In general, you can expect to have to fulfill two main requirements: 1) a certain number of total credit hours/classes, and 2) taking classes in certain areas of intros, geography, time period, method, and difficulty.

 

  • Intros: you may have to take introductory or survey courses, like Intro to Western History or something similar. If you have AP credits, check with your college to see if you can bypass these and get to the good stuff. 
  • Geography: most colleges require history majors to diversify their classes in terms of geography. You may be required to take a certain number of classes in different regions: for example, I had to take at least one class each in U.S./Transatlantic, European, Latin American, and another non-Western region. 
  • Period: you’ll probably have to take classes that cover multiple eras. A typical requirement is one class each in modern (post-1800, or thereabouts) and premodern history. 
  • Methodology: depending on your school, there may be other requirements, too: you may have to take a class in a certain historical method (material evidence, archives, digital humanities), a class in historical writing, or a class in a certain discipline (post-colonial, economic, or local lenses). 
  • Difficulty: you may have to take a certain number of classes at an advanced or seminar level.

 

But these requirements absolutely do not mean you can’t pursue a certain concentration in a time period or region. In fact, the required classes tend to be a small minority of your total classes, and many will probably end up being filled by classes you want to take, anyway. 

 

Collaboration

 

Based as it is around research and reading, the history major tends to be heavily individualistic. In my experience, group projects tended to be rare and limited to fairly brief coordinations (presenting a book chapter with a partner, designing a syllabus, etc). 

 

However, there is still plenty of room for peer-editing, group discussions, and online comment threads. Often, once class starts, you’ll transition from being an independent researcher to an active discussant with all of your peers. 

 

On top of this, it’s easy to make friends and connections when your class is small enough to know everyone by name! 

 

Grad school

 

Graduating with a history degree is one thing, but being able to work as a historian typically requires at least a Master’s. So many history majors proceed to graduate school, in order to find employment as archivists, curators, and researchers. Nationally, about 4.5% of history majors push through the entire suite of grad school – Master’s, PhD, fellow, etc – to become educators at a college level.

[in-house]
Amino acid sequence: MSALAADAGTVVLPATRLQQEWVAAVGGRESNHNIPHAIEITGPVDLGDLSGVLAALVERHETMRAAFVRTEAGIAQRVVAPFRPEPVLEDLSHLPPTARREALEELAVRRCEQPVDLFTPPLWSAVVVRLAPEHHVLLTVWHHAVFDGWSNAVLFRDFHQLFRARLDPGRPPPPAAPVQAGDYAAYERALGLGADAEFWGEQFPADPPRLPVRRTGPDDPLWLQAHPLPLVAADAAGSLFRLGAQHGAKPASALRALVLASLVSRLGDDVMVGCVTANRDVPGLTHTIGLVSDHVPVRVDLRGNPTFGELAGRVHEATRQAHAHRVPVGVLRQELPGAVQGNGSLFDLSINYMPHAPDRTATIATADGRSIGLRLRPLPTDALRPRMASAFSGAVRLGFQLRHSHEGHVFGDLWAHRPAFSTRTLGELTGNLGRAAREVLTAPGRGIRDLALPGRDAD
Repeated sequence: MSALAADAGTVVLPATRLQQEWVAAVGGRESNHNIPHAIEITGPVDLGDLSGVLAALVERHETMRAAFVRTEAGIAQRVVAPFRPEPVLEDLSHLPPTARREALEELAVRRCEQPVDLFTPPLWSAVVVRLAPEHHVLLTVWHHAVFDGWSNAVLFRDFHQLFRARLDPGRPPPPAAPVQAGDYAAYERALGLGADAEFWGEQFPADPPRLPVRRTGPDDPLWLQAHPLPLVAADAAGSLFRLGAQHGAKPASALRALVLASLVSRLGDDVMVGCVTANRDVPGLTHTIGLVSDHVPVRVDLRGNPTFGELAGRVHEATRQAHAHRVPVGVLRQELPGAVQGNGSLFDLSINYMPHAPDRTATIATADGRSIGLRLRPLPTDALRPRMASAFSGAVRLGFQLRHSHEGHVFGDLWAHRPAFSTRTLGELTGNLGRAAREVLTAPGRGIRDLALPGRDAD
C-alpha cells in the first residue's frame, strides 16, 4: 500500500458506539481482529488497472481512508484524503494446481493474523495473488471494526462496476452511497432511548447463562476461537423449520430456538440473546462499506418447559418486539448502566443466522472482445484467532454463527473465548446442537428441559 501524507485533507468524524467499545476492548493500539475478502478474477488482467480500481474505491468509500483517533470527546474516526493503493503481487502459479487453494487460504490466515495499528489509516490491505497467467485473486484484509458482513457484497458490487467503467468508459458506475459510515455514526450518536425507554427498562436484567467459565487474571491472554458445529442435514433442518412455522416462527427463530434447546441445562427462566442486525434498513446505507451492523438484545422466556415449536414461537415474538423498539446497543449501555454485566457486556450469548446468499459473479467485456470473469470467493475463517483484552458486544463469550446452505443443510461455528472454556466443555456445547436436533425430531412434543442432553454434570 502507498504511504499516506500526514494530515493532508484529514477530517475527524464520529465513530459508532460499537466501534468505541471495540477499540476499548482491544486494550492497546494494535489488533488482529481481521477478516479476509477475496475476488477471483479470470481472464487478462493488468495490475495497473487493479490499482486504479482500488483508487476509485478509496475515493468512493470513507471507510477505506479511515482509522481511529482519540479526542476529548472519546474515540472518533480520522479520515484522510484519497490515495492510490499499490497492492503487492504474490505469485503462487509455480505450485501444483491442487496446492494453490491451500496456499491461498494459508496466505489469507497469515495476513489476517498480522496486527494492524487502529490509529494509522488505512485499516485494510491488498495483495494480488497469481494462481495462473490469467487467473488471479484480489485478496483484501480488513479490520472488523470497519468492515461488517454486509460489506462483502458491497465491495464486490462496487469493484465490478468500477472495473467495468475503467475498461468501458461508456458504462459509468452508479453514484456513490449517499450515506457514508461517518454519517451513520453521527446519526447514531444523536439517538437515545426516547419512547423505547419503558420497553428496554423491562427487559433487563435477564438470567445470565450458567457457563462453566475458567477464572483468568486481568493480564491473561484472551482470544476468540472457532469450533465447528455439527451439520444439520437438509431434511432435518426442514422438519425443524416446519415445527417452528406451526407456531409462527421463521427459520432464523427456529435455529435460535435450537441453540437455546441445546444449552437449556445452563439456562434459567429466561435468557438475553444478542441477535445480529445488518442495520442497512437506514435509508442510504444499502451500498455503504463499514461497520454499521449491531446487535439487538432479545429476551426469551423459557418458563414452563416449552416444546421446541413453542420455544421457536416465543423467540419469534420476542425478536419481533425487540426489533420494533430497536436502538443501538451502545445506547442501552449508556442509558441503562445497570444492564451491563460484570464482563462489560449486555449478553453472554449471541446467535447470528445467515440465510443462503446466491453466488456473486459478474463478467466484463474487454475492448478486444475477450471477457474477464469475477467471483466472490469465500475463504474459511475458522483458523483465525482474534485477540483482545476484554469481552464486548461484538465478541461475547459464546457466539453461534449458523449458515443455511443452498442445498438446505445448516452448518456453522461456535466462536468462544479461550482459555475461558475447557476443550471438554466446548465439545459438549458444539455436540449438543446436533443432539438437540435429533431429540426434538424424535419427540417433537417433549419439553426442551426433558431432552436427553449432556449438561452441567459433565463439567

History Majors also pursue higher ed in other fields, too. The beauty of the history major is that there’s no obvious “track” to a discrete higher degree. History majors can get advanced degrees in History, but they can also succeed in Education, Law, Library Studies, other humanities fields, Psychology, etc. 

 

Compatibility with Other Majors

 

If you’re contemplating history as a secondary major or minor, you may be wondering: “Is it worth it? Will this history degree pay off if I pursue a different subject, like medicine, as my career?” 

 

The answer is a complicated, but reassuring, “yes.” Since history is such a versatile subject, it’s almost impossible to major in history and not utilize another subject while you’re at it. History sits at the axle of human endeavor: there’s not a single discipline, from math to war to theater to psychology, that can’t be looked at through a historical lens. Whatever primary interest you’re pursuing, you should be able to keep it in sight (and even strengthen your knowledge thereof) while majoring in history. In fact, some of the fastest-growing “species” of history have been where history collides with other subjects: combine history with music and you get historical musicology, combine history with statistics and you get historical demography, combine history with racial and ethnic studies and you get the booming field of racial, ethnic, and/or subaltern history. And historians, like most practitioners in the humanities, have become increasingly involved in the digital humanities: they incorporate technology like databases, coding, modelling, web design, and programming to create resources and make unprecedented discoveries.